Guardian Angels Cemetery - Oakdale, Minnesota
by Frank Steel
Guardian Angels Catholic Church was founded in August of 1857 and is located in Oakdale, Minnesota.
The Guardian Angels parish cemetery is approximately 3.3 acres and is divided into 10 sections. The older section of the cemetery sits next to our Historic Church which was built in 1885 and is still used daily. There are over 1500 interred so far and the first recorded burial occurred in August of 1871. We average 35 to 40 burials per year.
One of our unique ministries is our "Garden of Angels" section, which was dedicated in August of 2005. It is available free of charge to non-denominational families for burials of miscarriages, stillborns and babies under the age of 3 months. We work with a local mortuary and hospital in this ministry. Currently we have 64 burials in this section.
This year we added a Columbarium to our cemetery and placed it near our cremation section. It has 32 single niches and 32 double niches. The addition of the columbarium offers an alternative to those that are choosing cremation, which seems to be growing in popularity every year.
Our CIMS software was purchased in 2008, but it wasn’t until April of 2009 when the task of entering all the data really began. Frank Steel, a volunteer, has spent over 1700 volunteer hours in entering corrected data into the database and is still at it today. We are very pleased with our choice of CIMS to transition from manual and inaccurate records to a very accurate and automated state-of the-art electronic data base. The transition has uncovered numerous errors which we have corrected without causing problems for our deed holders. The process has required us to issue new deeds to those owners with discrepancies.
We are planning to purchase the eCIMS software in early 2011 that will provide access to the cemetery database and map through our website – www.guardian-angels.org. Shortly after that, we plan on adding an on-site electronic kiosk in the church entrance, which will provide the same access to visitors, relatives and parishioners who are looking for specific gravesites. Click here to view their eCIMS website.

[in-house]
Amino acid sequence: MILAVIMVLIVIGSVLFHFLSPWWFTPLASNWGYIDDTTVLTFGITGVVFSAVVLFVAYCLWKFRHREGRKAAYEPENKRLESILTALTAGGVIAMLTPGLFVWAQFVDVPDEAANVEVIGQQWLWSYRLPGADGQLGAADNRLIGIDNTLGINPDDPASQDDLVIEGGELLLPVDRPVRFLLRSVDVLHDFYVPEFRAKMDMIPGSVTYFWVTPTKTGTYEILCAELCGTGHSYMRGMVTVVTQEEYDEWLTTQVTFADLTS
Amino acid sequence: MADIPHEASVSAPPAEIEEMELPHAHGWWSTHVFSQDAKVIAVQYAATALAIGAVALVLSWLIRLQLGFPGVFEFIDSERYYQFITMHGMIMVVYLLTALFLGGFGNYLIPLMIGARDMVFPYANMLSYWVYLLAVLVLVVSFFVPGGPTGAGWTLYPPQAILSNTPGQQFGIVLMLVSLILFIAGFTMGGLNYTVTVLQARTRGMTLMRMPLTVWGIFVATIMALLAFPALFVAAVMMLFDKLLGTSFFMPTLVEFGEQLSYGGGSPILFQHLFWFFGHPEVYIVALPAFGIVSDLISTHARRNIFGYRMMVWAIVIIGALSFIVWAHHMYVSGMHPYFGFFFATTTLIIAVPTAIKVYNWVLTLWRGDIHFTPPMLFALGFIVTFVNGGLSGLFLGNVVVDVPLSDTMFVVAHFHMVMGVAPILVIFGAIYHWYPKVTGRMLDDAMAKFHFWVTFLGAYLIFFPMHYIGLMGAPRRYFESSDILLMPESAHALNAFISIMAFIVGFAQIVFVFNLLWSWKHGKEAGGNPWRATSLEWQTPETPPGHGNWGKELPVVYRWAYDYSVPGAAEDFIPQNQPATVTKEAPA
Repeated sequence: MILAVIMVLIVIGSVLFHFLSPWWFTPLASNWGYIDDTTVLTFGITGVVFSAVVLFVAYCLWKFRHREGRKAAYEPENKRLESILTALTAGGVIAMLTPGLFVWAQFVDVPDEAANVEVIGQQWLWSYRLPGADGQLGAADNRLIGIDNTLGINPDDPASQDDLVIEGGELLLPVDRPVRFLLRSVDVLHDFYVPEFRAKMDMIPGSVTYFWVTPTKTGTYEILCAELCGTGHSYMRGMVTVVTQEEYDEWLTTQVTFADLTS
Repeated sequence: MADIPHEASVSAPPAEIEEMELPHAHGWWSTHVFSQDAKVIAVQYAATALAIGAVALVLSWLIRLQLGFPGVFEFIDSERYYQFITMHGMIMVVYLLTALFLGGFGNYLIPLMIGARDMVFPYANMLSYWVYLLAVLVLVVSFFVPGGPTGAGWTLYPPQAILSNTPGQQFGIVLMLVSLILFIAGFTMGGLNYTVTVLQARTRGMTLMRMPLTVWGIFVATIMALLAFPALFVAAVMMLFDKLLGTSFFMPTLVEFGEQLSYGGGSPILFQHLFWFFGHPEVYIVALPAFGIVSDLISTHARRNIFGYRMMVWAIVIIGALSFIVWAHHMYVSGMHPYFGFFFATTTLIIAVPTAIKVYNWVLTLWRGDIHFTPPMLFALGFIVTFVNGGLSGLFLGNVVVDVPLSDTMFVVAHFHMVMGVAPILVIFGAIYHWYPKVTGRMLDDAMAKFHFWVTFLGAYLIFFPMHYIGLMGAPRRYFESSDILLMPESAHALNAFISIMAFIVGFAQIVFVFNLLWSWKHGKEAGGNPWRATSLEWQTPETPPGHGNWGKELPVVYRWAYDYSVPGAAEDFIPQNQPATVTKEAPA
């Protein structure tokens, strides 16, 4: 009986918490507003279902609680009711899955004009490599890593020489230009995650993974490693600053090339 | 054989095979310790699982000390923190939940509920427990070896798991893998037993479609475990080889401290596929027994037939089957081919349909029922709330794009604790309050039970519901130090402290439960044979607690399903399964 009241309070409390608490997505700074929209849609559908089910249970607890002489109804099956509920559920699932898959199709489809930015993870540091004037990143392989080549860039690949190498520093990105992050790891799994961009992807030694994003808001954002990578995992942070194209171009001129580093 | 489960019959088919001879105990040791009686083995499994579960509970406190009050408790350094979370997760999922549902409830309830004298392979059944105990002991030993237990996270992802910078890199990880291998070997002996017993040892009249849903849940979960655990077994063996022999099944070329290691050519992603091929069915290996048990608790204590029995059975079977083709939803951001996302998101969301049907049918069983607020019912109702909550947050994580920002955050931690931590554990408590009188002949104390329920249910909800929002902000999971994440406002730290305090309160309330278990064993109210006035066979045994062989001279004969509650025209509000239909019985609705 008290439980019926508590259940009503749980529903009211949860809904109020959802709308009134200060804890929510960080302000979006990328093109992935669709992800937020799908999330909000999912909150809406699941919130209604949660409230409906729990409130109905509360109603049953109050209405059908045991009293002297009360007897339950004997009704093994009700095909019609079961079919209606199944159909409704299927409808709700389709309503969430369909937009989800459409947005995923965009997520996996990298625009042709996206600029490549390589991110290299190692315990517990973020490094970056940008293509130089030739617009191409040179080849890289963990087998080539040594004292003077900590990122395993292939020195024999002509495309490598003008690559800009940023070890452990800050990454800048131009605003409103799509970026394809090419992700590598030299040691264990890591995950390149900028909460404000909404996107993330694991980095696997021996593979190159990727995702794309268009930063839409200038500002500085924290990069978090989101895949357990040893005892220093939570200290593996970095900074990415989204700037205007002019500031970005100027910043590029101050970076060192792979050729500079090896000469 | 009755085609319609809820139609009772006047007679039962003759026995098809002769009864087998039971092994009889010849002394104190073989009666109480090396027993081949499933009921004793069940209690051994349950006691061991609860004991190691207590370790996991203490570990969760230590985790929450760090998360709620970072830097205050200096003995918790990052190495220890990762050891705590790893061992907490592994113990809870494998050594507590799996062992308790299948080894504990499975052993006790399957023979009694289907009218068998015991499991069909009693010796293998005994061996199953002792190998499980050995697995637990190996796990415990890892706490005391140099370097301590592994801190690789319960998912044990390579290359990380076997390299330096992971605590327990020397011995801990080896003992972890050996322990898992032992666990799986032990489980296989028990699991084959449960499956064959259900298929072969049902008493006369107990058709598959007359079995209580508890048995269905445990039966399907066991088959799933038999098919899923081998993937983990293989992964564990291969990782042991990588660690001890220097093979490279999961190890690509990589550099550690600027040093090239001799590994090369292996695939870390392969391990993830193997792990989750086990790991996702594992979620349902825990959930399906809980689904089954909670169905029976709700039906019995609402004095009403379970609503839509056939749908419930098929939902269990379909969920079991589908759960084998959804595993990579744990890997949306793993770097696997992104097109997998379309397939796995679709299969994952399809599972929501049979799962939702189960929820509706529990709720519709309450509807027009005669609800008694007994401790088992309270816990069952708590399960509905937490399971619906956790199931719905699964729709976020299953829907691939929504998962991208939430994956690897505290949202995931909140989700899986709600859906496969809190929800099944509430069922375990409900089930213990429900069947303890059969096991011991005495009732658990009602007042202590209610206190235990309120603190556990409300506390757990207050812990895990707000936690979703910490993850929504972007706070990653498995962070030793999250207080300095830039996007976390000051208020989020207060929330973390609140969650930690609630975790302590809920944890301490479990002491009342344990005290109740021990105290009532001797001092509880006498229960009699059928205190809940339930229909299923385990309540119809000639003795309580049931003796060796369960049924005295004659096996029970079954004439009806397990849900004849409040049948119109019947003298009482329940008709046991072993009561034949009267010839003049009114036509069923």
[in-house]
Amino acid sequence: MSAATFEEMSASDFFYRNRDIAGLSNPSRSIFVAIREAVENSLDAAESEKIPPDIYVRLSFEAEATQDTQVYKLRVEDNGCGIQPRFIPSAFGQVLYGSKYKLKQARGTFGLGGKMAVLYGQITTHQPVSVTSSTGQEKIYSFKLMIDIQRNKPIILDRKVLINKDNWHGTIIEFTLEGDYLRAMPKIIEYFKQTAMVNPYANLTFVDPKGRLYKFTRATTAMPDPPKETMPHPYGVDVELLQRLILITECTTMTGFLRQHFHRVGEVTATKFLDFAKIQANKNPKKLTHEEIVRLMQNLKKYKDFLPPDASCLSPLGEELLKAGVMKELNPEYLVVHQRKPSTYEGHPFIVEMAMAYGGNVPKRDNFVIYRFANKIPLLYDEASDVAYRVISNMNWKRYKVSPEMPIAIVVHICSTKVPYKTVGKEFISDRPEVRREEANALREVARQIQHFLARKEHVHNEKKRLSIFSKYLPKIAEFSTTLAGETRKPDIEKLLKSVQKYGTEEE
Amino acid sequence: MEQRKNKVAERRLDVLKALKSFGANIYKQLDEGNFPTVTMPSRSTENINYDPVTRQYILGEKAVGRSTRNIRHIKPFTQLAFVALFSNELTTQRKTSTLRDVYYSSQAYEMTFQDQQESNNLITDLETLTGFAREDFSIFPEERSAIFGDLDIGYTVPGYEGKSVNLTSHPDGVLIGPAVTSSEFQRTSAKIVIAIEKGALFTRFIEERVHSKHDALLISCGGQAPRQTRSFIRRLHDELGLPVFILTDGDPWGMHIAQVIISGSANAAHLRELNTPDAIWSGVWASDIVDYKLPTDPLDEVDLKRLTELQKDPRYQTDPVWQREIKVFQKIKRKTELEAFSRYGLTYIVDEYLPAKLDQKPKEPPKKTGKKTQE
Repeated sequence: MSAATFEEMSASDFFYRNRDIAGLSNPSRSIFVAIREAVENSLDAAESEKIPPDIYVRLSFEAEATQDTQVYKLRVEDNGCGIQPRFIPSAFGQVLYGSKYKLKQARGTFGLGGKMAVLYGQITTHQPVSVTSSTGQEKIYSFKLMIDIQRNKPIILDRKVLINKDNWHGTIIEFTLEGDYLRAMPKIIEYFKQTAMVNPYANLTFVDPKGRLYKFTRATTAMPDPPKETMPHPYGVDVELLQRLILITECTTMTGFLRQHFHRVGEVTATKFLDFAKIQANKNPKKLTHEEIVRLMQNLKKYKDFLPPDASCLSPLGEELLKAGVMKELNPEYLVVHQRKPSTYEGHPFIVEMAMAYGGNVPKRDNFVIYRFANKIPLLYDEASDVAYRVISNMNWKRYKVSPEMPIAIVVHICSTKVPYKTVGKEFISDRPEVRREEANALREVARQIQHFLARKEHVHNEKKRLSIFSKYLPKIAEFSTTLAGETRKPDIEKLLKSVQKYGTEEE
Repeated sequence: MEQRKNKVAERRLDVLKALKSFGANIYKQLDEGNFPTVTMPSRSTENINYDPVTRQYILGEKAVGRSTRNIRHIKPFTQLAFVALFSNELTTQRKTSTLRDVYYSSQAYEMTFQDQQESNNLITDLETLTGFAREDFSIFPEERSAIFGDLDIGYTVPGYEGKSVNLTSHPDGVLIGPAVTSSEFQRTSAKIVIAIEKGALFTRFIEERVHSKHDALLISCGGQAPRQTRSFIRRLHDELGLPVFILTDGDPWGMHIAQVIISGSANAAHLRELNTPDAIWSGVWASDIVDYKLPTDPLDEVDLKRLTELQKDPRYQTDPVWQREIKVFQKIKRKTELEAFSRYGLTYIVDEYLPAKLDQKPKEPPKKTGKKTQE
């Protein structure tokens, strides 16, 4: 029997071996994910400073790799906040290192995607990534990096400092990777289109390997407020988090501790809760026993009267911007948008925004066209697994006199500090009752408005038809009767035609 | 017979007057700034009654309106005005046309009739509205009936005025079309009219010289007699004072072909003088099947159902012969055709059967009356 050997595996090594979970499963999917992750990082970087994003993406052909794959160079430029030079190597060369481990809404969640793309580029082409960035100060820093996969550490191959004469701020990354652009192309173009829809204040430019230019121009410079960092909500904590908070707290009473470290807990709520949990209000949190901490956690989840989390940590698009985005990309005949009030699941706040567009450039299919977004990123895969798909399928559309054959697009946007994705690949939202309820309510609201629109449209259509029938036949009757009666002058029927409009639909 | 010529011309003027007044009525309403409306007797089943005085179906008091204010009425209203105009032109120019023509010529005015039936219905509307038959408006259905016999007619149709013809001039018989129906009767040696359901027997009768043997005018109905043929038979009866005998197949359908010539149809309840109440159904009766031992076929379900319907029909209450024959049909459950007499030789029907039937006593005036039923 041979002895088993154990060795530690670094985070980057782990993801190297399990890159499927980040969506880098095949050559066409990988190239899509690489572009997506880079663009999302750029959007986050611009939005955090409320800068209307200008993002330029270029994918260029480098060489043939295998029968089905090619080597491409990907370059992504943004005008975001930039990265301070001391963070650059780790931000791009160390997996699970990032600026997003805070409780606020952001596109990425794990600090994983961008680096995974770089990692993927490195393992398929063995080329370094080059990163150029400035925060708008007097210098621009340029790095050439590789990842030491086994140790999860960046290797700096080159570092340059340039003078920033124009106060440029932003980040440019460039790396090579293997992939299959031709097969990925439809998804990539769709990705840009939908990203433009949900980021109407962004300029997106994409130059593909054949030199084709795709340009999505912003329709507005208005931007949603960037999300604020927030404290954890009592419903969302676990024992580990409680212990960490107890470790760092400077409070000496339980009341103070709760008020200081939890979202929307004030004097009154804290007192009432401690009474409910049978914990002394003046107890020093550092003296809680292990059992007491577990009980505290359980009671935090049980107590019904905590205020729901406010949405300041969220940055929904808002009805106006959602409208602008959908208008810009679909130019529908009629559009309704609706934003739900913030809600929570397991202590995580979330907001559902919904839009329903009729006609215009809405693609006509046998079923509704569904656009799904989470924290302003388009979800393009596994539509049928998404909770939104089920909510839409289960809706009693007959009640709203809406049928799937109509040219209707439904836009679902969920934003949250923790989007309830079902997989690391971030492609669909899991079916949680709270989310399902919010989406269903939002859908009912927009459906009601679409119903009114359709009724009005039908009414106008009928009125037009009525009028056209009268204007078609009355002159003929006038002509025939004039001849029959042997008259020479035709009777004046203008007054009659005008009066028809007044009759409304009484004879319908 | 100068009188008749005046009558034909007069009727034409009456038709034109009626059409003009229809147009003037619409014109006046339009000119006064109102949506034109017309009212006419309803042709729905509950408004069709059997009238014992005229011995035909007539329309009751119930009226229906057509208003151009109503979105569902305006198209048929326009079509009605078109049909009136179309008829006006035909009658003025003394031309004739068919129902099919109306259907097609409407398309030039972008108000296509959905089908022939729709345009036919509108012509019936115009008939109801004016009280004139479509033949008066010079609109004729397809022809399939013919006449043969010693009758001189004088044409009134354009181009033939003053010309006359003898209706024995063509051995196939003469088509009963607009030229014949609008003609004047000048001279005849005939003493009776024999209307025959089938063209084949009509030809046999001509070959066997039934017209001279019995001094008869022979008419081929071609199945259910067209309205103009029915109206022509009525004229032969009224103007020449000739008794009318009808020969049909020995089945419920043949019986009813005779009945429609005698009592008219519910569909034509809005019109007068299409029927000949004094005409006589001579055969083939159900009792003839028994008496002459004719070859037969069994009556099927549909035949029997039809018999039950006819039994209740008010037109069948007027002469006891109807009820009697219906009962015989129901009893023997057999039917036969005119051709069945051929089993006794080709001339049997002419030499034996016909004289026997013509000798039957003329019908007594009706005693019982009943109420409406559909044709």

In our "Old Section", we have the same problem that most cemeteries have experienced: the sinking of flat markers and footstones. Current installation guidelines have just about eliminated this problem. In the past two years we have created an Eagle Scout project with our parish sponsored Boy Scout troop to raise all of our footstones that are below ground level. They went to a demonstration class at one of our larger local cemeteries to learn how to do it correctly, videotaping the process so others could learn. Over 150 gravesites have been repaired and we plan on lifting another 150 in 2011 after the snow melts.
At the recent CIMS conference in October we learned how to locate a burial with the use of witching rods. Dave Lacktorin, our Director of Maintenance, used a copper wire on already known grave sites and the rods did respond as stated - indicating correctly an interred male or female. This was quite surprising to us and now gives us a way to find interred loved ones in the oldest sections of our cemetery, where the records are very sketchy. Another good piece of information we learned at the conference was the restoration of broken older headstones. In the spring, we will try this new process on some damaged headstones.
We welcome anyone who is visiting the Twin Cities to stop by and visit our cemetery.